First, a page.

Sunday, April 27, 2008
RED DEER STAG, GARYNAHINE, LEWIS
There are lots of Red Deer wandering about the moors here on the islands, many on shooting estates. They will often come to the roadside to graze because the foraging is better quality. Recently, a local newspaper printed a photograph of two stags begging food at a car layby on the A9 near Inverness, where a burger van was parked. Motorists were stopping to buy food and the stags had worked out that this was an easy source of free meals.They are usually very wary of humans, who tend to shoot them, and I think this was probably quite unusual behaviour for wild deer. Those two stags appeared regularly and have become a tourist attraction. The deer on Lewis are much more cautious and a long lens is usually needed to get decent photos.Incidentally, there are only Red Deer on these islands. No one, as yet, has had the bright idea to release Roe, Fallow or Muntjac deer.
Just a week or two after telling you all about the dead Cuvier's Beaked Whale washed up here, it's happened again. This time, a six metre Minke whale was beached a couple of days ago at Brue on the Westside. The animal was alive when first seen, but died within a short time. No one knows the cause of death, or why the whales get stranded, but there was a Naval exercise going on in the area recently and there is local speculation that Sonar interferes with the whale's navigation mechanism and disorientates them. The Navy deny this.
Following the decision earlier this week by the Scottish Government to reject the huge wind farm proposal, the developers and the Western Isles Council are predicting long term doom and gloom for the Western Isles economy. Already though, the decision has started to concentrate the minds of politicians into thinking about proposals to kick start and develop the local economy without wrecking the landscape.It's still not certain though that the Lewis Wind farm company won't continue to try to obtain permission for another land based wind farm in some form or other. They talk about a plan that involves, among other proposals, the community receiving 50% of any future profits from the turbines. This demonstrates a complete failure to understand that the 11000 objections were not about money, but about protecting this beautiful island.
In my last blog, I mentioned that there is a plan to build a tidal generator at Shader, Barvas, on the Westside of Lewis.The plans and proposals have been made public and lodged with the Scottish Government in the last few days and look really exciting. The idea has arisen from residents within the village of Shader,who have been looking for ways to create a small harbour and shelter for creel boats.The scheme is known as the Siadar Wave Energy Project( SWEP). If it gets underway, it will be built by a consortium from npower renewables and Wavegen and will involve the construction of a series of generators built into a breakwater and linked to land by a causeway. This is designed to absorb the power of heavy seas and create a sheltered inner harbour for both fishing and leisure boats.There will be a slipway on the shore, to be used by commercial crab and lobster fishermen as well as sea angling boats. Huge pistons driven by wave and tide action will pump air up and down the interior of concrete towers to generate electricity. They will produce 4 megawatt, apparently enough to power 500 homes each year, a fifth of all households on Lewis and Harris. The project is currently costed at about £20 million pounds and if granted planning permission, could start next year and create 50 jobs during the 18 month construction period.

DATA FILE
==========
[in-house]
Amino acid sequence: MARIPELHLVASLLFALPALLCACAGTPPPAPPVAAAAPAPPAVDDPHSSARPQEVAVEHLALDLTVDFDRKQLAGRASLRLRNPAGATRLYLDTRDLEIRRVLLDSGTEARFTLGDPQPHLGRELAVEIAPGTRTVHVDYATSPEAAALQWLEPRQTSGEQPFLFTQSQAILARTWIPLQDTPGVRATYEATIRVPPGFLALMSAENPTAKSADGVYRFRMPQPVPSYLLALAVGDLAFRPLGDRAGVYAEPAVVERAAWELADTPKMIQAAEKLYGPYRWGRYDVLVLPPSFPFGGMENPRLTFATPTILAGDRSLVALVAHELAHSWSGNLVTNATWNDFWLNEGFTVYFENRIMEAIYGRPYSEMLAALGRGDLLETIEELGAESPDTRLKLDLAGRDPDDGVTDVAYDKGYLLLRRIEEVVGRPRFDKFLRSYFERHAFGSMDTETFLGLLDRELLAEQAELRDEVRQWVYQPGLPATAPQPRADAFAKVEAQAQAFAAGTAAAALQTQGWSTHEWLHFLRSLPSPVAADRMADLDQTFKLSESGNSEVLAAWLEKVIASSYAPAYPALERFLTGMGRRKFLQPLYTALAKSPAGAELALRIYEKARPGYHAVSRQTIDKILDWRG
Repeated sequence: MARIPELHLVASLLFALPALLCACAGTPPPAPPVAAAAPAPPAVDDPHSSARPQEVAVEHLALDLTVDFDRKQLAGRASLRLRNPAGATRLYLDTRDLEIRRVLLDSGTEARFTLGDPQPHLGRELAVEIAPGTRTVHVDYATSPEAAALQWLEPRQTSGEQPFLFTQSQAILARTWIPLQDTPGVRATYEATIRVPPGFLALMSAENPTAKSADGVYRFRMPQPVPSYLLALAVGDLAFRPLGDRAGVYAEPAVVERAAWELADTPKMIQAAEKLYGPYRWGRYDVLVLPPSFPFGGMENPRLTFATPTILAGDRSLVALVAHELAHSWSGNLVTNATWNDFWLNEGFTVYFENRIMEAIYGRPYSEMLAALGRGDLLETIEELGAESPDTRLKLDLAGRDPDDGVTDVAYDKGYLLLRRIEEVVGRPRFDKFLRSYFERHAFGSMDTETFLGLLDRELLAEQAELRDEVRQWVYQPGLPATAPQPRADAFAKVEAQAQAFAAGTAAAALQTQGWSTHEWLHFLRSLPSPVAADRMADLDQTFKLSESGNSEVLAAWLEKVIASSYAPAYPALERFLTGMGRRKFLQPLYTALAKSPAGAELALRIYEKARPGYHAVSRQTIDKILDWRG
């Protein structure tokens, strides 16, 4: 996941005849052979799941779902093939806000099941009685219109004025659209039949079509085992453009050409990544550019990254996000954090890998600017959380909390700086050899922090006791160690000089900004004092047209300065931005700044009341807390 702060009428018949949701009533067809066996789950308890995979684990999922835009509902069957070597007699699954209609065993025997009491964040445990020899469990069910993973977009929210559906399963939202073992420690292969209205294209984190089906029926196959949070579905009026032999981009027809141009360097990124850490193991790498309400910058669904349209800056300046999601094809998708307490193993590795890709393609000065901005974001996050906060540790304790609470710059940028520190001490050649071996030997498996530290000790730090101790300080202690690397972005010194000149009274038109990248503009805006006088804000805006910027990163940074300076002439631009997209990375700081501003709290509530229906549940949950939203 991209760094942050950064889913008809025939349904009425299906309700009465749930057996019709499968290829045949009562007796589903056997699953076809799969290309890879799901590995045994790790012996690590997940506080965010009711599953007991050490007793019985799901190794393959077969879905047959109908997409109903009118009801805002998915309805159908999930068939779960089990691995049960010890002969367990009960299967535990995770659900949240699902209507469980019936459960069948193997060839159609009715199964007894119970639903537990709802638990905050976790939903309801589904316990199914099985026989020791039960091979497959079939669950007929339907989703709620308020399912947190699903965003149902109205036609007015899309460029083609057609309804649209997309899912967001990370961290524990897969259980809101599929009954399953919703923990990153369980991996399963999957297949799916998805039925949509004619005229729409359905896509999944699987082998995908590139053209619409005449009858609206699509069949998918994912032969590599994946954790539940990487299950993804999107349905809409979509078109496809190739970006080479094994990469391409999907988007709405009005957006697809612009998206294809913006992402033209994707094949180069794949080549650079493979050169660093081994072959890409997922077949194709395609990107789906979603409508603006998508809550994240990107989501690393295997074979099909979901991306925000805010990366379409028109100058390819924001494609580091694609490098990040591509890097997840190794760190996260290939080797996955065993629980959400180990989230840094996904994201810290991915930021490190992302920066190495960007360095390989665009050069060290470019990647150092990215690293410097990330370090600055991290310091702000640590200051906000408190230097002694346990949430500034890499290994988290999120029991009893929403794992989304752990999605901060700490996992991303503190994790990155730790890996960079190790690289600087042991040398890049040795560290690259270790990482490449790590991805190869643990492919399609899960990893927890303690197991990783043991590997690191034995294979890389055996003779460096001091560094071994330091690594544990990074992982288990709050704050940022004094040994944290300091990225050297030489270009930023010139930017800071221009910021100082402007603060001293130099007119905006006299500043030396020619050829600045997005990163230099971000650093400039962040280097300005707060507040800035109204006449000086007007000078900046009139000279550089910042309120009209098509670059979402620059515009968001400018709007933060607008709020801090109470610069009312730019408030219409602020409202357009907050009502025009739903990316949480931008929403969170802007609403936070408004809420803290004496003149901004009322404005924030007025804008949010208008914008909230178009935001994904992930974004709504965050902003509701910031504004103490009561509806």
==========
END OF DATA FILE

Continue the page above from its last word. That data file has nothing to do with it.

The Sabbath continues to be attacked from all sides. This time, it's by the Stornoway golf club, who want to play golf on a Sunday.
In 1923, Lewis was owned by Lord Leverhulme, who gifted Lews Castle and 64000 acres of land to the people of Stornoway Parish. The Stornoway Trust was established as a not for profit organisation to manage the estate on behalf of the community and has done so ever since.
The Trust is the landlord of the golf club, who want to be able to hit their balls on every day of the week. At present, members can only play Monday to Saturday and have asked the Trust for permission to play on the Sabbath.
The Trust has responded by stating " (We Are) not inclined to accede to the request for seven day golf". They have declined to give detailed reasons for the refusal, but there is a local belief that the Trust is infiltrated by members of the Lord's Day Observance Society, who don't want any erosion of Sabbath Observance by any of us. The golf club, with lots of important and influential members, as well as ordinary poor people, is not taking this decision lying down.They have consulted the lawyers and further developments are likely in the near future. A ludicrous consequence of the current position is that whilst golf club members can't play on Sunday, non members can and do. Not being a golfer, I don't understand this, but there we are.
Having battled with tradesmen during the house renovation, I now have to face the unpleasant reality that the biggest impediment to further progress is myself.I know, from long, bitter past experience that I am of world class standard at displacement activity, when I should be buckling down and getting on with the job.I had lifted a paint roller last night and had it poised mid air, ready to strike the first blow against an unpainted wall, when my ex landlady and her cousin turned up clutching a bottle of wine. They are much more congenial company than ten litres of vinyl silk, so no contest. Here we go again today though. The radio has a really interesting programme on that I must give my full attention to, this blog needs writing, friends and family need to be phoned and I really have to go and see if there any flowers out on the croft just yet. Where is my friend going to sleep when he arrives on Wednesday?